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Canadian Respiratory Journal
Volume 2018, Article ID 9493504, 9 pages
https://doi.org/10.1155/2018/9493504
Research Article

Time to Exhale: Additional Value of Expiratory Chest CT in Chronic Obstructive Pulmonary Disease

1Institute of Clinical Radiology and Nuclear Medicine, University Medical Center Mannheim, Medical Faculty Mannheim, Heidelberg University, Heidelberg, Germany
2Department of Medicine (Cardiology, Angiology, Pulmonary, and Intensive Care), University Medical Center Mannheim, Medical Faculty Mannheim, Heidelberg University, Heidelberg, Germany
3Department of Radiology and Radiological Science, Medical University of South Carolina, Charleston, SC, USA
4DZHK (German Center for Cardiovascular Research), Partner Site Mannheim, Berlin, Germany

Correspondence should be addressed to Frederik Trinkmann; ed.mmu@nnamknirt.kirederf

Received 2 September 2017; Revised 23 December 2017; Accepted 31 December 2017; Published 4 March 2018

Academic Editor: Jörg D. Leuppi

Copyright © 2018 Joshua Gawlitza et al. This is an open access article distributed under the Creative Commons Attribution License, which permits unrestricted use, distribution, and reproduction in any medium, provided the original work is properly cited.

Abstract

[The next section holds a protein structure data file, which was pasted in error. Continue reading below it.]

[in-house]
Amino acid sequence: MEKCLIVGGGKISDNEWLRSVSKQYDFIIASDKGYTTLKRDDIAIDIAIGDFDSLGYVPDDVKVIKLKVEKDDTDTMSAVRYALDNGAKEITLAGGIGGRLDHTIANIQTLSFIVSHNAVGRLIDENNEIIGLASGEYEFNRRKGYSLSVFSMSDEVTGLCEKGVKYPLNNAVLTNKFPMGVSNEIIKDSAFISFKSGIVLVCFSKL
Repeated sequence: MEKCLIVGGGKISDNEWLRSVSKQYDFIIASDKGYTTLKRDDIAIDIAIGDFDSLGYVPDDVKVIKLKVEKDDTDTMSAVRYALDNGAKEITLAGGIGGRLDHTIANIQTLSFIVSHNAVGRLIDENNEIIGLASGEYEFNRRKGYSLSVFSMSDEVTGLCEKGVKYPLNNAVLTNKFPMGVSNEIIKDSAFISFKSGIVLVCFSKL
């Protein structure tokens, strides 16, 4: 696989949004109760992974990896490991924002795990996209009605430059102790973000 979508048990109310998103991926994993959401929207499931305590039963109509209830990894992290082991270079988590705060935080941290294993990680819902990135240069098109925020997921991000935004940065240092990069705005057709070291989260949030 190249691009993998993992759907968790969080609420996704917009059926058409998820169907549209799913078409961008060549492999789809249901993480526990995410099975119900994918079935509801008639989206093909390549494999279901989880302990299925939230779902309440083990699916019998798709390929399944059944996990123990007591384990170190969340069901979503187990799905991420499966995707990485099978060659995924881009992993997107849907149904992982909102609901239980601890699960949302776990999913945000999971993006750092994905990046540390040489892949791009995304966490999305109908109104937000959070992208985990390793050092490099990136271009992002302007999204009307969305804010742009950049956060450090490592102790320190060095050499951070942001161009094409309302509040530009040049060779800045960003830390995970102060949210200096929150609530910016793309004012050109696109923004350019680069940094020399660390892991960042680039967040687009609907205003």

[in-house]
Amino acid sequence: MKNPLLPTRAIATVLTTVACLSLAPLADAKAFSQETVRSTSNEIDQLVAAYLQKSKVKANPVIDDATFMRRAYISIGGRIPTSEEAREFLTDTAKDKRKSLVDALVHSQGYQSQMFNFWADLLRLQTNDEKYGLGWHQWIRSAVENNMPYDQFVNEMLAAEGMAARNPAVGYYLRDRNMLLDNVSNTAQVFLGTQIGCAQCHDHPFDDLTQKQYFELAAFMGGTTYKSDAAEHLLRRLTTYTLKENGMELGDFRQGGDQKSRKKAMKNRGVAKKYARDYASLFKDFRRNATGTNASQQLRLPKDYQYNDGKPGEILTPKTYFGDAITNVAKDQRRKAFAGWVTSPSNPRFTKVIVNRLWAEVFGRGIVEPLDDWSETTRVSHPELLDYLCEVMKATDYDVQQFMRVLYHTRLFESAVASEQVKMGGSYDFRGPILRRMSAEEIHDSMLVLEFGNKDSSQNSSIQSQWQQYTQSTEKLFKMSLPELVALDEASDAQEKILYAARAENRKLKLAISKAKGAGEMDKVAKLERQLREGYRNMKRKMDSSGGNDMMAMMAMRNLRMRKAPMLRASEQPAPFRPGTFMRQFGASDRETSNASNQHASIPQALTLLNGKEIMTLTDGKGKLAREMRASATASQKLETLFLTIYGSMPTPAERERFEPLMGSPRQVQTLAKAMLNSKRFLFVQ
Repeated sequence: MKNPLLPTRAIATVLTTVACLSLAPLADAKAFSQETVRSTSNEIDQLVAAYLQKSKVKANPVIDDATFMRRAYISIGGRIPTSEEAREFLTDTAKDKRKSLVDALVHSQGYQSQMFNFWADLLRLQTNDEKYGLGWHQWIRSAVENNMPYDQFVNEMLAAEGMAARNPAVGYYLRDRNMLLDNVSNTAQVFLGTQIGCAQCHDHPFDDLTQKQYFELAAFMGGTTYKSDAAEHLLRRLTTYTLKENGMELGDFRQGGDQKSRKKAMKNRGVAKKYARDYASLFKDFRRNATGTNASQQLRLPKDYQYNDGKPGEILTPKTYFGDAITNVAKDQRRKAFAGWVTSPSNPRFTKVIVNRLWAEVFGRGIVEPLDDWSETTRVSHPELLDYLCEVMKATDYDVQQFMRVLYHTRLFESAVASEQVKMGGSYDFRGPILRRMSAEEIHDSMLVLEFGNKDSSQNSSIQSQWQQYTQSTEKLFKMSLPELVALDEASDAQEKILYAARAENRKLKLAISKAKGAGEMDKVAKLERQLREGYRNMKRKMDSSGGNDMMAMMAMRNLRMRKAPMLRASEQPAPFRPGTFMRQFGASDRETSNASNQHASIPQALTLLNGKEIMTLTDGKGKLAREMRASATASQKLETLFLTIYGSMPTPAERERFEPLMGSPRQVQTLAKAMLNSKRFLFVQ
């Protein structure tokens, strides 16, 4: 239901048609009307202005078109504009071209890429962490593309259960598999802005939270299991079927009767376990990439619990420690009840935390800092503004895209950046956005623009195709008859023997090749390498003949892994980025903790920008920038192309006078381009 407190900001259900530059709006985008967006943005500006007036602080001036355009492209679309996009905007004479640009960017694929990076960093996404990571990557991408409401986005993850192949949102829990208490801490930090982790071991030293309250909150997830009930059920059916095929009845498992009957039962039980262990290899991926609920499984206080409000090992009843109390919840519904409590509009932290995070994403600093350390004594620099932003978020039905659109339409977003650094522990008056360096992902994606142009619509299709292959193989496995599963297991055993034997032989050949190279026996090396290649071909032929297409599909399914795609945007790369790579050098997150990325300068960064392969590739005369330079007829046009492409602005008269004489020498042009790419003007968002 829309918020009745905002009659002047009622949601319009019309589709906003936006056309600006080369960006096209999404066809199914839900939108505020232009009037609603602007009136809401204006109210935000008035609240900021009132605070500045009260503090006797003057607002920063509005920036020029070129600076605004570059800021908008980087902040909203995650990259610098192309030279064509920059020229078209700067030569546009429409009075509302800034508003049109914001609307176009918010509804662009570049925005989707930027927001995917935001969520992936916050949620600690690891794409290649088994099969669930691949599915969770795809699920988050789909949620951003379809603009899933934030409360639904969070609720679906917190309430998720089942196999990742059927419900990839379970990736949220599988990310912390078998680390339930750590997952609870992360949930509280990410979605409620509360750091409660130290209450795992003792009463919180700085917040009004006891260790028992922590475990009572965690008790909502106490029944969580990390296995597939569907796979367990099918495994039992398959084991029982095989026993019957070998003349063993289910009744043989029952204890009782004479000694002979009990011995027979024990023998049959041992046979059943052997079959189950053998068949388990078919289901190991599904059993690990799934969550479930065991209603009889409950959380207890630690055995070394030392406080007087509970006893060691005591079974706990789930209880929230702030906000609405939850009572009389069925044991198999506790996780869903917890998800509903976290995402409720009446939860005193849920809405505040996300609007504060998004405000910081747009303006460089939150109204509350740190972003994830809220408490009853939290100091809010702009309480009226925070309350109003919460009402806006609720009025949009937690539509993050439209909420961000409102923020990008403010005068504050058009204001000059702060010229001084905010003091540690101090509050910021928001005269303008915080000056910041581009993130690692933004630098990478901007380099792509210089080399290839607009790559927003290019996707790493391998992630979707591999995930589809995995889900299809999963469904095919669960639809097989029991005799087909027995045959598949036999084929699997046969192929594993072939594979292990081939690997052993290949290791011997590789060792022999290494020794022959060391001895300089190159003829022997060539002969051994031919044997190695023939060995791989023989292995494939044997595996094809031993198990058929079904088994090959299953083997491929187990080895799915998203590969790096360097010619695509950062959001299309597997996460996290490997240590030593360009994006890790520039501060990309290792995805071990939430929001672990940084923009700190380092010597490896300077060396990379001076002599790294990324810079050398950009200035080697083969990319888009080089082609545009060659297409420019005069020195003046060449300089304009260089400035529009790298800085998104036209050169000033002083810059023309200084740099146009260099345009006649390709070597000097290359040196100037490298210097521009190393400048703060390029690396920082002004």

Objectives. Diagnostic guidelines for chronic obstructive pulmonary disease (COPD) are based on spirometry and clinical criteria. However, this does not address the pathophysiological complexity of the disease sufficiently. Until now, inspiratory chest computed tomography (CT) has been considered as the preferred imaging method in these patients. We hypothesized that expiratory CT may be superior to demonstrate pathophysiological changes. The aim of this prospective study was to systematically compare lung function tests with quantified CT parameters in inspiration and expiration. Materials and Methods. Forty-six patients with diagnosed COPD underwent spirometry, body plethysmography, and dose-optimized CT in maximal inspiration and expiration. Four quantified CT parameters were acquired in inspiration, expiration, and their calculated delta values. These parameters were correlated with seven established lung function parameters. Results. For inspiratory scans, a weak-to-moderate correlation with the lung function parameters was found. These correlations significantly improved when adding the expiratory scan (). Moreover, some parameters showed a significant correlation only in expiratory datasets. Calculated delta values showed even stronger correlation with lung function testing. Conclusions. Expiratory quantified CT and calculated delta values significantly improve the correlation with lung function parameters. Thus, an additional expiratory CT may improve image-based phenotyping of patients with COPD.